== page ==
# Is the vector in the space of 3 other vectors

I have a set of 3 vectors $$IE = {[1, 1, -3]; [2, -1, 3]; [-6, 3, -9]}$$

I want to know if the vector [1, 4, -12] , belongs (or is in the span?) to my previous set.

So here's what I did.

$$\begin{matrix} 1 & 2 & -6 & [c1]\\ 1 & -1 & 3 & [c2]\\ -3 & 3 & -9 & [c3]\\ \end{matrix} = \begin{matrix} 1 \\ 4 \\ -12 \\ \end{matrix}$$

Now I start Gauss

L2-L1

$$\begin{matrix} 1 & 2 & -6 \\ 0 & -3 & 9 \\ -3 & 3 & -9 \\ \end{matrix} = \begin{matrix} 1 \\ 3 \\ -12 \\ \end{matrix}$$

L3+3L1

$$\begin{matrix} 1 & 2 & -6 \\ 0 & -3 & 9 \\ 0 & 9 & -27 \\ \end{matrix} = \begin{matrix} 1 \\ 3 \\ -9 \\ \end{matrix}$$

L2 / 3

and then L3-9L2

$$\begin{matrix} 1 & 2 & -6 \\ 0 & 1 & -3 \\ 0 & 0 & 0 \\ \end{matrix} = \begin{matrix} 1 \\ -1 \\ 0 \\ \end{matrix}$$

1. The variable C3 (3rd column) has no pivot. which means it is a free variable.
2. There is no contradiction , so the vector $$[1, 4, -12]$$ is in the space of my Set.

I have 2 questions :

1. does the fact that I have a free variable change anything ?
2. A contradiction happens when I have a line full of zeros that equals a non zero value, right ?

Like

$$\begin{matrix} 0 & 0 & 0 \\ \end{matrix} = \begin{matrix} 2 \\ \end{matrix}$$

Is there any other way to have a contradiction ?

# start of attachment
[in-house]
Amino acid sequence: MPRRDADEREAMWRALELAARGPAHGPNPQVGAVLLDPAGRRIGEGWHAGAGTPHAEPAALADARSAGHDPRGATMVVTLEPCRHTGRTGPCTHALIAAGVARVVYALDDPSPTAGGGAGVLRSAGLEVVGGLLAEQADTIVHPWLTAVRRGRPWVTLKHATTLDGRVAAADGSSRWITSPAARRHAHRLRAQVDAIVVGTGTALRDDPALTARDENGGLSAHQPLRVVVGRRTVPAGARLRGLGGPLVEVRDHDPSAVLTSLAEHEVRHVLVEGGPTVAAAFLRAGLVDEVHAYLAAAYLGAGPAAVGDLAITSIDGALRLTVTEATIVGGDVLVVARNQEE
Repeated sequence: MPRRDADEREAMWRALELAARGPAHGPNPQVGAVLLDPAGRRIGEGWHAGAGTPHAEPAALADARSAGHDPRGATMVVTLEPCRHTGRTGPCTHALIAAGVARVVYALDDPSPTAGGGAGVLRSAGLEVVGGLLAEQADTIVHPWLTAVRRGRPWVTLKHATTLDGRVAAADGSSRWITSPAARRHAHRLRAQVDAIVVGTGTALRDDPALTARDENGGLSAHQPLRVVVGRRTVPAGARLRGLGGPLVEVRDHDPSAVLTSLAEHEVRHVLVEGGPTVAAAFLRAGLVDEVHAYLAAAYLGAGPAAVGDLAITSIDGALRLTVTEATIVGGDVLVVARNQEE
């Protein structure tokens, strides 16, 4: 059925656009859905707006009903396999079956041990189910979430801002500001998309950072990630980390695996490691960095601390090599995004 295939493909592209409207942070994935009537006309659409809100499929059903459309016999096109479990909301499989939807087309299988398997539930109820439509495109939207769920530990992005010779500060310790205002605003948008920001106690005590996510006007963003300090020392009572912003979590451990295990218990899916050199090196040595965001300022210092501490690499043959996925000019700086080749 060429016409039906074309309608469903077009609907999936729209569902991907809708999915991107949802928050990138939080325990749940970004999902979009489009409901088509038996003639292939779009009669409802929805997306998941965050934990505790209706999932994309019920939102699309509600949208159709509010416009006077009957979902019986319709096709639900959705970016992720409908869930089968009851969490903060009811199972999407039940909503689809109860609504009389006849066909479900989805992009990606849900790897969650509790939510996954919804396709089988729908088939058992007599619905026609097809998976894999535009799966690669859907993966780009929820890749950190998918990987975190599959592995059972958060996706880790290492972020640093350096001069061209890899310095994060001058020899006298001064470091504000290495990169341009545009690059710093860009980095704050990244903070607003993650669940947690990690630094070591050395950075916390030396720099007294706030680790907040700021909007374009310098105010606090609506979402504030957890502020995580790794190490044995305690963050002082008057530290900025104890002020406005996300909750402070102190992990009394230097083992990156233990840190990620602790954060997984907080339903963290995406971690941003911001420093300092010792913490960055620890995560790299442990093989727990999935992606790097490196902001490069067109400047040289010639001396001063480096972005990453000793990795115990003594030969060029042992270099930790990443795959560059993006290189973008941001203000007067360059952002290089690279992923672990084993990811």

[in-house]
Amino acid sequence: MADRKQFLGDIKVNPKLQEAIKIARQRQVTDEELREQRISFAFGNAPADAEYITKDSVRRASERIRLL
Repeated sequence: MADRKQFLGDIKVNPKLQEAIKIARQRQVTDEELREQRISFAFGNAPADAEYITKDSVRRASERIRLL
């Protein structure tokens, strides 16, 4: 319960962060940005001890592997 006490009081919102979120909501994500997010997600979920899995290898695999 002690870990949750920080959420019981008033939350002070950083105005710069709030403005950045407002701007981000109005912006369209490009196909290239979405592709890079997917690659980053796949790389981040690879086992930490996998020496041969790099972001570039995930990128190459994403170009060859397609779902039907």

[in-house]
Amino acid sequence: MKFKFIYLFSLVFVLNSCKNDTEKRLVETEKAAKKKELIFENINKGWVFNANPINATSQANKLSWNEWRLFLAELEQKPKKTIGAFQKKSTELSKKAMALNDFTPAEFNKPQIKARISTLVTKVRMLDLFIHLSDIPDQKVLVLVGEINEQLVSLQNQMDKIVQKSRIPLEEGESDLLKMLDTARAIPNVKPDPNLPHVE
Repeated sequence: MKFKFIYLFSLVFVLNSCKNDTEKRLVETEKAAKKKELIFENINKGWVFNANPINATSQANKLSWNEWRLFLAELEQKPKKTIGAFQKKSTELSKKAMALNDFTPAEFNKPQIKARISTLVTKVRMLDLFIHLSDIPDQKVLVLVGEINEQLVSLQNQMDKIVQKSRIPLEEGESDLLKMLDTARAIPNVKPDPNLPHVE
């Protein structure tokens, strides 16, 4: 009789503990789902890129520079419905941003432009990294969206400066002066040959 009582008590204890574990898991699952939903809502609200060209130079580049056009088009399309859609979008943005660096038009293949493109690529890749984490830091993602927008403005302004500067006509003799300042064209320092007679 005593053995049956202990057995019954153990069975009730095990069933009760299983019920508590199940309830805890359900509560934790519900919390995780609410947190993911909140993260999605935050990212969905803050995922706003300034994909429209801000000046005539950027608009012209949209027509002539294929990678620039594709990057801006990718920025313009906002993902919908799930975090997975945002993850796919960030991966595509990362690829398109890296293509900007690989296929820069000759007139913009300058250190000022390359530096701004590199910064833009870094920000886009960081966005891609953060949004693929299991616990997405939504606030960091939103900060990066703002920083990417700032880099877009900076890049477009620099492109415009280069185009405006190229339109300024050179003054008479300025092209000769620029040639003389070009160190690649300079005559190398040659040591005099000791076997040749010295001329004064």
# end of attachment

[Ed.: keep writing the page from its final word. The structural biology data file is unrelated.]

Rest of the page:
Sorry if the title isn't clear, I have trouble traducing the question..

Thanks

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Note that you also multiplied L2 by -1 at some point at the end to reach your conclusion - what you have written is correct, I'm just pointing out that you did one more row-reduction step. – process91 Sep 19 '12 at 18:04

We could also continue row reduction to find out just what values of $c_1,c_2,c_3$ give the linear combination we are interested in:
$$\left[ \begin{array}{ccc|c} 1 & 2 & -6 &1 \\ 0 & 1 & -3 &-1 \\ 0 & 0 & 0 &0\end{array} \right] \sim \left[ \begin{array}{ccc|c} 1 & 0 & 0 &3 \\ 0 & 1 & -3 &-1 \\ 0 & 0 & 0 &0\end{array} \right]$$
So $c_1=3$, and $c_2=3c_3 - 1$. Let's see if this works in general: $$3\left[ \begin{array}{c} 1 \\ 1 \\ -3\end{array} \right] + (3c_3-1)\left[ \begin{array}{c} 2 \\ -1 \\ 3\end{array} \right]+ c_3\left[ \begin{array}{c} -6 \\ 3 \\ -9\end{array} \right] = \left[ \begin{array}{c} 3+2(3c_3-1)-6c_3 \\ 3-(3c_3-1)+3c_3 \\ -9+3(3c_3-1)-9c_3\end{array} \right]=\left[ \begin{array}{c} 1 \\ 4 \\ -12\end{array} \right]$$ So this means you can actually find infinitely many linear combinations by taking different values for $c_3$.
2. If you do row reduction, that is essentially the only way to have a contradiction. The reason it is a contradiction is because if you remember that the matrix is "shorthand" for a system of linear equations, the linear equation corresponding to a row of zeros on the left and a number like 2 on the right is of the form$$0c_1 + 0c_2 + 0c_3 = 2 \implies 0 = 2$$ which is why it is a contradiction. Any other time, if you reduce to row echelon form and you don't have a row of zeros on the left corresponding to a nonzero number in the augmented column, you essentially are using "back-substitution" to solve the system of equations.